I have long been a strong advocate of using data to drive product teams. Rather than provide the team an old-style roadmap listing someone’s best guess as to what features may or may not work, I strongly prefer to provide the product team with a prioritized set of KPI’s, and then the team makes the calls as to what are the best ways to achieve those goals. It’s part of a larger trend in product to focus on outcome not output.
In the future, it should not matter to pharmaceutical companies, payers, physicians or patients whether an intervention for a specific disease is chemical or technological. The only thing that matters is whether the data package generated on that intervention proves it is efficacious, safe and cost-effective over the long term (meaning patients have to use it long-term).
Right on the heels of my last post, it’s great to see more companies tackling the gaping hole that is patient reported data. As it stands today, most healthcare informatics plays miss out on what happens to a patient outside of clinic or hospital. There are ways of collecting this information from products like the Nike FuelBand, but nothing beats asking a patient “How are you feeling today?” Patient reported data encompasses the answers to those and similar questions.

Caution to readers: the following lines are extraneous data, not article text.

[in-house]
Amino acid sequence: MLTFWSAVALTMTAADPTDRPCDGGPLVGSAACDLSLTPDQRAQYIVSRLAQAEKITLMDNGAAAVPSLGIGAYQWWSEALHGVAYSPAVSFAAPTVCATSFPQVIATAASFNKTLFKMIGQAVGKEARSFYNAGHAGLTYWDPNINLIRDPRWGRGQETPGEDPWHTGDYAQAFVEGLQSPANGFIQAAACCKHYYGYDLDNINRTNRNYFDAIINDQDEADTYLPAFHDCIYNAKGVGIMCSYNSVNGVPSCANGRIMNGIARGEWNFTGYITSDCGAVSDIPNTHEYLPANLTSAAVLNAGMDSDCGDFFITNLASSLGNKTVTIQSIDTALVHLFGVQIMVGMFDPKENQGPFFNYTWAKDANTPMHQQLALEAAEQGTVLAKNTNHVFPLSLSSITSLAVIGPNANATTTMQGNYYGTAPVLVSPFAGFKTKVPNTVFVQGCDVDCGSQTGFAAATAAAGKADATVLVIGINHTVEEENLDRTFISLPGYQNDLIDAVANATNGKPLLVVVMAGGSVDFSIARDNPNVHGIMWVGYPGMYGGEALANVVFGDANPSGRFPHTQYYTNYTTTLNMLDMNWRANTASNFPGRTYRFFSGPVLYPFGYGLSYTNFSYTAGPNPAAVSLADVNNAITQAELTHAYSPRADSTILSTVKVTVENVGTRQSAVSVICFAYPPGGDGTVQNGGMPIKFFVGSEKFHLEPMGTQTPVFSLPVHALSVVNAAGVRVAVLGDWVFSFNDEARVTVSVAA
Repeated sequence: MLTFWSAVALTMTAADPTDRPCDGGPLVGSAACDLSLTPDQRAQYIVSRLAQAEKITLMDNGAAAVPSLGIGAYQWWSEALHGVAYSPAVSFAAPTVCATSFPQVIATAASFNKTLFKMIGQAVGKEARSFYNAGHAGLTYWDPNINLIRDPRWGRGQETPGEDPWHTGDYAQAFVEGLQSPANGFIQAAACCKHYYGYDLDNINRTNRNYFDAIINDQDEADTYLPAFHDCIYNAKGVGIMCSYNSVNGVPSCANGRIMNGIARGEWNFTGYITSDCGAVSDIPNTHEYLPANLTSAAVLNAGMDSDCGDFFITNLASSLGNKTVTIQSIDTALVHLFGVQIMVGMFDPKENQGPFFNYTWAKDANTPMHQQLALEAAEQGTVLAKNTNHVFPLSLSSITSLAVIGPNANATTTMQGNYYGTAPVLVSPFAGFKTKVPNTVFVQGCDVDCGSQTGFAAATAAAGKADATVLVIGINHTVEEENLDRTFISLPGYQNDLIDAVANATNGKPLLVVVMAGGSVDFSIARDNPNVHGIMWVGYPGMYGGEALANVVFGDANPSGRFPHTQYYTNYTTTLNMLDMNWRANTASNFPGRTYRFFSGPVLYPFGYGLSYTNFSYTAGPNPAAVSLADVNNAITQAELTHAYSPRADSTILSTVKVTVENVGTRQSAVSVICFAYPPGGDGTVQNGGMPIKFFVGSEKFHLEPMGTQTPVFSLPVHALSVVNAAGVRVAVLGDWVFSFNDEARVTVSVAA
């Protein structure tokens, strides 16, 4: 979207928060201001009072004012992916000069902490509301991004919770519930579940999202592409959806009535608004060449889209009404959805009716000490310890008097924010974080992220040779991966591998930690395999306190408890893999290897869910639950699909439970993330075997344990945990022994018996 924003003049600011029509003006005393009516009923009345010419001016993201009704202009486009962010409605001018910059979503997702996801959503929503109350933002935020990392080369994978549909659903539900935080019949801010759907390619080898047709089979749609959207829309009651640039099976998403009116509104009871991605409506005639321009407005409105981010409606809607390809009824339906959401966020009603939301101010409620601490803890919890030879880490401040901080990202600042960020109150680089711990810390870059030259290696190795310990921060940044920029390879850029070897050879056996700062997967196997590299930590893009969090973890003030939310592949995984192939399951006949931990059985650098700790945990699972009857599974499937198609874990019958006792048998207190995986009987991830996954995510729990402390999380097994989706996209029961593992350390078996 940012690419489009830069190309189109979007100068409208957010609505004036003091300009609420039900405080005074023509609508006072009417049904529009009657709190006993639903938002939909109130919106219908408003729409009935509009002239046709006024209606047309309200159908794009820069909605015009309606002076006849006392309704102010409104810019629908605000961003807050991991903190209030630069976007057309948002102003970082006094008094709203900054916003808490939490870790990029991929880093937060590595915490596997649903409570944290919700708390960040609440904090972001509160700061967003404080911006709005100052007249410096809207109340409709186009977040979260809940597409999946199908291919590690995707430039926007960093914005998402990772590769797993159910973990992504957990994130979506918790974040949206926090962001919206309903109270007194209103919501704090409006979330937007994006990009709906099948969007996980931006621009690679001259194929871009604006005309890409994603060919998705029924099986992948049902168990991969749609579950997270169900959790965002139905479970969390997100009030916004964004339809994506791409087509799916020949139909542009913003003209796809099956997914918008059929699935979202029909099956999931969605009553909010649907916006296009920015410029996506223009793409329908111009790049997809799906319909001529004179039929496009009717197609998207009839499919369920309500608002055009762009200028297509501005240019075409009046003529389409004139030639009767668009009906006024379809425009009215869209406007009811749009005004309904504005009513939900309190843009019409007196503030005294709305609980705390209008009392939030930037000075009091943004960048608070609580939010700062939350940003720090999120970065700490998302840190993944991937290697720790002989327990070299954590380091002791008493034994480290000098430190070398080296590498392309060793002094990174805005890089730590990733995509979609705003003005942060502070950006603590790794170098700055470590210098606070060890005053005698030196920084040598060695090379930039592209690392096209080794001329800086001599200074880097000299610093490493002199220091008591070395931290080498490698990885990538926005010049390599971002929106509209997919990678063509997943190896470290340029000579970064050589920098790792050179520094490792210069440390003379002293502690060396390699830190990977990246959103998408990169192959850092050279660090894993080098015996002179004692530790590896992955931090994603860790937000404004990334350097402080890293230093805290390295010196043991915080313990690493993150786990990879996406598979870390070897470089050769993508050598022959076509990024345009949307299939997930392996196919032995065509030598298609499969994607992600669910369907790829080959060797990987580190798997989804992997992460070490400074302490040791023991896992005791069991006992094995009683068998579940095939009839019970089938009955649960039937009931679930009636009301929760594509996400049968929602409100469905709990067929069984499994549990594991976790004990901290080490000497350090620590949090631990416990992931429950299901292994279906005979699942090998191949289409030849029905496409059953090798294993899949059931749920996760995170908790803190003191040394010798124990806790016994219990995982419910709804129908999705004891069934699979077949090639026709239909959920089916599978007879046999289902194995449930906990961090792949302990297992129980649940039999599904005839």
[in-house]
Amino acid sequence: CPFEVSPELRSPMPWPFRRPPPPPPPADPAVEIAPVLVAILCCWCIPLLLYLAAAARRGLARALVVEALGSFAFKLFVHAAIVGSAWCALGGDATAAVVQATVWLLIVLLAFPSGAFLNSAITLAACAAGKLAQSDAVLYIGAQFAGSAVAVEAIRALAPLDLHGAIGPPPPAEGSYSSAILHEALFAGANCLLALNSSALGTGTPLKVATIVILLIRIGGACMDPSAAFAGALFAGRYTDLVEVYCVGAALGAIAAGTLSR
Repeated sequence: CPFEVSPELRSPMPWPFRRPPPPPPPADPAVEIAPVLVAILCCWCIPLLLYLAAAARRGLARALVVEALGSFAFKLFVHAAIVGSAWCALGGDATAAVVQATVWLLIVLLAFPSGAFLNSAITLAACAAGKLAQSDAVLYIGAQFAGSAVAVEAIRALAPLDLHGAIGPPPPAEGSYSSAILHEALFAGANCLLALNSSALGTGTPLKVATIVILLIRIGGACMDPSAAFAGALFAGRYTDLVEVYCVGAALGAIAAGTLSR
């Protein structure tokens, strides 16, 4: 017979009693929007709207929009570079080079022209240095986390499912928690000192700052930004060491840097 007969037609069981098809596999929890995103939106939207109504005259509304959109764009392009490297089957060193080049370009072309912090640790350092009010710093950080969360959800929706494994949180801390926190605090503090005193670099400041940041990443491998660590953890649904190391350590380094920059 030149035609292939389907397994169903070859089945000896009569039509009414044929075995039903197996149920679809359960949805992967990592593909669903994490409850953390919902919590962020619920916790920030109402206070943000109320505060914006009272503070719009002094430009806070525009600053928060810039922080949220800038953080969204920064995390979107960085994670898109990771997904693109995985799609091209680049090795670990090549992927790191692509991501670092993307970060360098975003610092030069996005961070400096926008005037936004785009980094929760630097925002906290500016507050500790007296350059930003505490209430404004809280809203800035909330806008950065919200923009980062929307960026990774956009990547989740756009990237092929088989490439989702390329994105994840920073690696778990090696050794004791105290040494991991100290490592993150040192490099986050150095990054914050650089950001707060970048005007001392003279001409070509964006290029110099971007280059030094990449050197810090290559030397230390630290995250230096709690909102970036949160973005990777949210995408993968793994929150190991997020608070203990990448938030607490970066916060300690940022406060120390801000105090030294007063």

Only a handful of companies specifically target this space - I’ve been following Ginger.io for a while and it’s great to see HealthLoop join in as well. I’m interested to see if these can remain independent components of the patient data flow that integrate with multiple electronic medical record systems, or if they get snapped up by other players in the space.
The methods exist. The technology exists, and why we’re not using that for health care right now is kind of crazy.